Review: Hanukkah Upside Down

Hanukkah Upside Down

by Elissa Brent Weissman, illustrated by Omer Hoffmann

Abrams Books for Young Readers, 2023

Category: Picture Books
Reviewer: Ann D. Koffsky
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From their homes in New York and New Zealand, cousins Noah and Nora celebrate Hanukkah. But which one's got it right side up, and which upside down? They have an eight-night competition to decide which side of the world celebrates it best. Is Hanukkah better in New York’s winter or New Zealand’s summer? Does it go best with snowballs or surfboards?

As the competition goes on, readers get to see how each cousin celebrates the holiday differently, and also what they have in common. While they each do things differently from different sides of the world, they BOTH light the chanukiah, spin a sivivon, and enjoy latkes and sufganiot. The story is upbeat and cheerful throughout, with the competition never getting anything beyond friendly.

The arc of the story—one new activity of difference, and one in common for each night—is straightforward, and serves as a useful device for introducing the symbols and objects of Hanukkah. The cartoony-yet-sophisticated illustrations add generous amounts of humorous details, like when Nora finds encounters a fun lizard when she goes for a walk, and the comical expressions on Noah’s dog’s face.

I found this to be a very clever premise, and enjoyed how the story showed both the diversity of the Jewish experience, while at the same time highlighting what Jews across the world share in common. Seeing that both families eat latkes, light the menorah and play dreidel even while they are across an ocean from each other sends a subtle, lovely message about how the Jewish people are all one family.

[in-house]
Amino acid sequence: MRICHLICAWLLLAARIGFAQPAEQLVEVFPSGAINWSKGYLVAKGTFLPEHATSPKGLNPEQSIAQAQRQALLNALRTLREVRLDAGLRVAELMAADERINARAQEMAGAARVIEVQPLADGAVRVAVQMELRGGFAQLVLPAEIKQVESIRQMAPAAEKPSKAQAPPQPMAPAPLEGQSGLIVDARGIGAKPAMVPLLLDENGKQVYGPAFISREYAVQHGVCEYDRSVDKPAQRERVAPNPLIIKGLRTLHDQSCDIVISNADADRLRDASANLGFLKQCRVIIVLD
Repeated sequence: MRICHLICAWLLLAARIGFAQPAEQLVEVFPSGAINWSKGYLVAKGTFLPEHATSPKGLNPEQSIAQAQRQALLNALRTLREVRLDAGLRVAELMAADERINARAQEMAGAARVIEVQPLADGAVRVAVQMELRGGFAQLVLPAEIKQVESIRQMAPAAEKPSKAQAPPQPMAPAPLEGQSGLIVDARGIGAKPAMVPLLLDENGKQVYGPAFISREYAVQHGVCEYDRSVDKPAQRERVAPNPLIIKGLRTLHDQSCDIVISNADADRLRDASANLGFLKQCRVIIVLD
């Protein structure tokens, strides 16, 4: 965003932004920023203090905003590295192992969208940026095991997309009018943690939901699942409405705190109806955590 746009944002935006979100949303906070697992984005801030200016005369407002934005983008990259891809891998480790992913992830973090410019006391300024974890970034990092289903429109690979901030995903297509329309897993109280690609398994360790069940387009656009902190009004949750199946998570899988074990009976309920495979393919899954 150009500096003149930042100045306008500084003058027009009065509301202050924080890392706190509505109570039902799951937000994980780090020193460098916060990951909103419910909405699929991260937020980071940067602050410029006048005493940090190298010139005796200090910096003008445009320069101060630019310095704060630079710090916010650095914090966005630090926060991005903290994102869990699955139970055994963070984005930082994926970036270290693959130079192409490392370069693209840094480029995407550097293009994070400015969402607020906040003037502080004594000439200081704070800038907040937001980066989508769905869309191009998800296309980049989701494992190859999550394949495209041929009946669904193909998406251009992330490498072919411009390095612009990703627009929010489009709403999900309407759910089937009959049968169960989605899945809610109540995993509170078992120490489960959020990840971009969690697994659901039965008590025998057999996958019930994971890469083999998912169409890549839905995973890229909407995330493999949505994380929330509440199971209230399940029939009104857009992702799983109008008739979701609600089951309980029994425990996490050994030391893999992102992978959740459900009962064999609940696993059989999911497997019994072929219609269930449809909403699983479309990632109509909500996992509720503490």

The Jewish representation in this book is very authentic. It shows contemporary Jewish families, with one family of mixed race. Some readers who are unfamiliar with the holiday might have appreciated some backmatter explaining the meaning behind the holiday and rituals, since explanations are not a part of the story. I would have appreciated seeing even more Jewish details around the home, like a mezuzah or a kippah—but one page does feature a tzedakah box and the Hanukkah symbols of latkes, dreidel, menorahs, are all included and celebrated. Rituals are introduced as a natural part of family life without lecturing about them. Overall, a fun read, that emphasizes the diversity of the Jewish community, while still celebrating its common ground.

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Reviewer Ann D. Koffsky is the author and/ or illustrator of many Jewish books for children, including the forthcoming PING PONG SHABBAT, from Little Bee. Her book NOAH'S SWIMATHON received a Sydney Taylor notable designation from the Association of Jewish Libraries.